After our summer of recharge in Wisconsin, we departed later than usual this year on Saturday, October 9, 2021. Our ultimate destination of Florida again, but not until December 1st.
In our previous years heading to the Southeast, we would dip further south in Tennesse but this time we stayed further North and worked our way across Indiana, Ohio, and Pennsylvania. We left Wisconsin on Saturday, parking overnight at a Walmart Northwest of Chicago at Belvidere, Illinois. Unfortunately, the next morning we were routed by Google Maps through downtown because of construction and/or an accident on the by-pass we had planned to take. This meant a $26 toll bridge to get over into Indiana!
We returned to a Travel America (TA) fuel stop that works well outside of Chicago at Porter, Indiana. There are two TA stations next to each other here, one labeled “North” and the other “South” on the map. Technically the South station is North of the North station, but the designations are for which side of the road they are located on. Both are located North of the turnpike. My notes on our map:
DO NOT get off at highway 49 East of the truck stop, get off at the main exit SW of truck stop on exit 22. Truck stop is on the West side of the road, there is a stop light Google doesn’t have SE, use that drive way or you will need to make a U-turn north.
We had significant issues this past summer when we were out west in the greater than 100-degree heat. Unfortunately, a traditional absorption refrigerator will only cool to a certain range below the outside ambient temperature. Cooling 40 or 50 degrees below 115 degrees ambient outside temperature means the refrigerator will get up to 60 or 70 degrees. Absolutely unacceptable for storing food at this temperature of course. We decided to make the investment in a compressor drive refrigeration unit instead, which should be able to keep our food cool even in those extreme temperatures.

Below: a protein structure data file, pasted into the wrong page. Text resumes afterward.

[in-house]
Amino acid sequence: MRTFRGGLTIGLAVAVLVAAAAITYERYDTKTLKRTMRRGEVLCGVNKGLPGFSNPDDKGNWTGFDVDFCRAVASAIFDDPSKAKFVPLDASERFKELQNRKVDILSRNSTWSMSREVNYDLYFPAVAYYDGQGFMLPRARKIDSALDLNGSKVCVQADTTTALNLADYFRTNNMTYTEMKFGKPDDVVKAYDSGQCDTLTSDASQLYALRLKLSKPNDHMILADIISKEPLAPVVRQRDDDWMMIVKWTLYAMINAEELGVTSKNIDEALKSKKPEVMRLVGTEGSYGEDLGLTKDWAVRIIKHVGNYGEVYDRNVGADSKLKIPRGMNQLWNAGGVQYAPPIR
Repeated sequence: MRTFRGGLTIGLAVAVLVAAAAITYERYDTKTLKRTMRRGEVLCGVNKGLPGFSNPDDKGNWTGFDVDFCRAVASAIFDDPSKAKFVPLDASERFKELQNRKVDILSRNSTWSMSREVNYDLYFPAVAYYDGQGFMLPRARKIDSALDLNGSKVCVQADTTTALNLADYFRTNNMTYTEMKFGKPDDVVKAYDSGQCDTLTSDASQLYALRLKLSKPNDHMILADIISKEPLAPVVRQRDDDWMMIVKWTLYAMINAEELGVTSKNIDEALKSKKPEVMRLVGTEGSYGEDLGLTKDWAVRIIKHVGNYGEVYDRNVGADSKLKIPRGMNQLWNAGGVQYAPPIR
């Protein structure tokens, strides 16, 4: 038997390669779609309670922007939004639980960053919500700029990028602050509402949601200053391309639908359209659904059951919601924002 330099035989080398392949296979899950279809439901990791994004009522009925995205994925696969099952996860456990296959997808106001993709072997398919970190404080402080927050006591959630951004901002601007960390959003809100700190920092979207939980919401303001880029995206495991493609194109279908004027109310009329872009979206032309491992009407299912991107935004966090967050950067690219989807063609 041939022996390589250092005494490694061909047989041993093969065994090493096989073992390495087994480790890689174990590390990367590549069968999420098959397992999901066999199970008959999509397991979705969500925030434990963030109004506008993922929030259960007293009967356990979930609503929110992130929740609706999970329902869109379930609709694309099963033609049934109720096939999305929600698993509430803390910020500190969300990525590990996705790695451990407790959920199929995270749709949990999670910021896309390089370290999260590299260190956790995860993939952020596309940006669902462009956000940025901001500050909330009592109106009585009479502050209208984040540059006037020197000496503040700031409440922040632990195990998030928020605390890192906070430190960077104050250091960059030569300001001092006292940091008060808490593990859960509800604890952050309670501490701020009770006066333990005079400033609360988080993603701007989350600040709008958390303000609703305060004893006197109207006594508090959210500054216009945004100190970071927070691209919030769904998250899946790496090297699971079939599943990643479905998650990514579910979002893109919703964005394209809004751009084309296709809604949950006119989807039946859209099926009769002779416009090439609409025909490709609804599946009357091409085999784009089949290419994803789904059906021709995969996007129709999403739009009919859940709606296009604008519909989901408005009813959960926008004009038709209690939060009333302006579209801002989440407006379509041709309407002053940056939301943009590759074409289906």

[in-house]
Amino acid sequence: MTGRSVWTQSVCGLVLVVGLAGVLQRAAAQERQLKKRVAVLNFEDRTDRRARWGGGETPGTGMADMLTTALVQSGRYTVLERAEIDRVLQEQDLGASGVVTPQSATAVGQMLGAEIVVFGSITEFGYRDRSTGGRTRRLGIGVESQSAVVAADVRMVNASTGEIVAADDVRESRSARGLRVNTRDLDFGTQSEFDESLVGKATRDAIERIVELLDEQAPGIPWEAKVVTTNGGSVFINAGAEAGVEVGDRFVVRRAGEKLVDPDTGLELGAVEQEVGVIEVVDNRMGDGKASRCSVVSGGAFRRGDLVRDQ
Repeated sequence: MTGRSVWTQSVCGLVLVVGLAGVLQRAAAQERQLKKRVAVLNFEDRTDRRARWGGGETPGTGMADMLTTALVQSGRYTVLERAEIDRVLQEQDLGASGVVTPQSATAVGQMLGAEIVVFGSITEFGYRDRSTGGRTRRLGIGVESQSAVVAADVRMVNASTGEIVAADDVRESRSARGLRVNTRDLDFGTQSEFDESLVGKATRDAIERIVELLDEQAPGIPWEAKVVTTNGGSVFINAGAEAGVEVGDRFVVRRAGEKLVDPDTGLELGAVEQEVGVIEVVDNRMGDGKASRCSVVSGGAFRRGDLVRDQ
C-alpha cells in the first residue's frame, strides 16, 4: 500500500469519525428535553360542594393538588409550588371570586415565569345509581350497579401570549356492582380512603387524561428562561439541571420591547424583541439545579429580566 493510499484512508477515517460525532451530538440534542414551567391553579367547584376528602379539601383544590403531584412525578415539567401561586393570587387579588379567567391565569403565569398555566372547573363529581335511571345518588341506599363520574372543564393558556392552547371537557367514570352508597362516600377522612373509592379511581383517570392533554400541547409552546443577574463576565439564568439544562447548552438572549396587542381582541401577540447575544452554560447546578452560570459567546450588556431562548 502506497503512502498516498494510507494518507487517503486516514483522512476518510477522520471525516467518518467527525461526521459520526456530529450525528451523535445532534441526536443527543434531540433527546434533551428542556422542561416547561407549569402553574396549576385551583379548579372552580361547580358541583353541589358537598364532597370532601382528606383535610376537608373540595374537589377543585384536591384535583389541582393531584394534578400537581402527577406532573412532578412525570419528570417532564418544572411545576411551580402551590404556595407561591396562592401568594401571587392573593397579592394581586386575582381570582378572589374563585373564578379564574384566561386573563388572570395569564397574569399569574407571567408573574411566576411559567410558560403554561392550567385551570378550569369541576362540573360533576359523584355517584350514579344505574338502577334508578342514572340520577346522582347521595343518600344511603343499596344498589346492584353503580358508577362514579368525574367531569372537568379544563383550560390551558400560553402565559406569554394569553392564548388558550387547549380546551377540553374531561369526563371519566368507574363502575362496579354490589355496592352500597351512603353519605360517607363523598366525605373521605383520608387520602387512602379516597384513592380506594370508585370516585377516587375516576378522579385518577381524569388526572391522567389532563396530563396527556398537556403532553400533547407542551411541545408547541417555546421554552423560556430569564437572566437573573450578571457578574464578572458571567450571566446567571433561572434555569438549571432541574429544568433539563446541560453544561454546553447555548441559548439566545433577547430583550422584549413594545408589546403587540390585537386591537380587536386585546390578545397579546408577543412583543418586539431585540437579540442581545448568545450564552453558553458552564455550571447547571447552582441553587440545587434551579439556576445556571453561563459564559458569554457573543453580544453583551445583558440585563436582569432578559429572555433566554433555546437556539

We have mentioned Shipshewana, Indiana, in our blog previously, an Amish community near Elkhart, Indiana, the “mothership” area of many RV companies. This area is bustling with RV industry supply chain companies. It is also the heart of a significant Amish community and its supply chain too. One of those is “off-grid refrigeration” which does not use traditional home electrical service to cool.
We made the investment of a 12-volt DC compressor unit to replace the gas cooling tower on our Norcold refrigerator. The cost to do this was less than a quarter to replace the unit with a new RV refrigerator if we could even find one now. We used JC Refrigeration to provide the unit and to install it. They did a great job, running a new power lead from the batteries, swapping out the cooling system, and installing the fin fans inside the refrigerator in less than 2 hours.
Writing this post now 4 months later in Florida and we have found this to be a great investment in the Florida heat! We are very happy we made this investment, even though we just had the cooling tower replaced last year because of the failure. Regardless we need to be able to keep food cold.